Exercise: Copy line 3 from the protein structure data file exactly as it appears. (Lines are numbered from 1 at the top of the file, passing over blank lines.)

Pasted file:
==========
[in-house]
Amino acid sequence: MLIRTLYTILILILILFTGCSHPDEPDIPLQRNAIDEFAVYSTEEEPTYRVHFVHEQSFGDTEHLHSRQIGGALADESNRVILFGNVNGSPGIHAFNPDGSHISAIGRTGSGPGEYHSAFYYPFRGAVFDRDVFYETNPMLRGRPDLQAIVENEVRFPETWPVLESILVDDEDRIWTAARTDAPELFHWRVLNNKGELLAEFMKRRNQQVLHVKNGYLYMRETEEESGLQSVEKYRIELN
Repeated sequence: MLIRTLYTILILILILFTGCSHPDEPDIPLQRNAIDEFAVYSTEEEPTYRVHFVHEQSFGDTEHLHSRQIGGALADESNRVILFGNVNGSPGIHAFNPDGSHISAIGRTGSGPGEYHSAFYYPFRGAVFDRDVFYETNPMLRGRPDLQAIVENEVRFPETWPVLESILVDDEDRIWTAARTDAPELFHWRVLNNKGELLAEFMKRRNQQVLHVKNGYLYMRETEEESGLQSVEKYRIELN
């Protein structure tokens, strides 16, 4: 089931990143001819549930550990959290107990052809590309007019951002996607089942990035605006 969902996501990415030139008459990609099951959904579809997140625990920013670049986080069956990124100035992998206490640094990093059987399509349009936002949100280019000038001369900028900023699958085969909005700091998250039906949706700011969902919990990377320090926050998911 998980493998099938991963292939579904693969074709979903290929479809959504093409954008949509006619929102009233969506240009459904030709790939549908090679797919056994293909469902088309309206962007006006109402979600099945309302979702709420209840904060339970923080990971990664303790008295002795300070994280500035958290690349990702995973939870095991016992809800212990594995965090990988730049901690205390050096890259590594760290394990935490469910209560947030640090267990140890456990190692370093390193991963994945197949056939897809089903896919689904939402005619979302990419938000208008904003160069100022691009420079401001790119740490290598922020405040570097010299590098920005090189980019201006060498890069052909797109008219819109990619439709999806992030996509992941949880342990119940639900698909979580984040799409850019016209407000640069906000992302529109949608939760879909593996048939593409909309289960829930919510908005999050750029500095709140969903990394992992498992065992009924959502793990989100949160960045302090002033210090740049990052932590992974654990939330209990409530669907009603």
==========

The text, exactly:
Repeated sequence: MLIRTLYTILILILILFTGCSHPDEPDIPLQRNAIDEFAVYSTEEEPTYRVHFVHEQSFGDTEHLHSRQIGGALADESNRVILFGNVNGSPGIHAFNPDGSHISAIGRTGSGPGEYHSAFYYPFRGAVFDRDVFYETNPMLRGRPDLQAIVENEVRFPETWPVLESILVDDEDRIWTAARTDAPELFHWRVLNNKGELLAEFMKRRNQQVLHVKNGYLYMRETEEESGLQSVEKYRIELN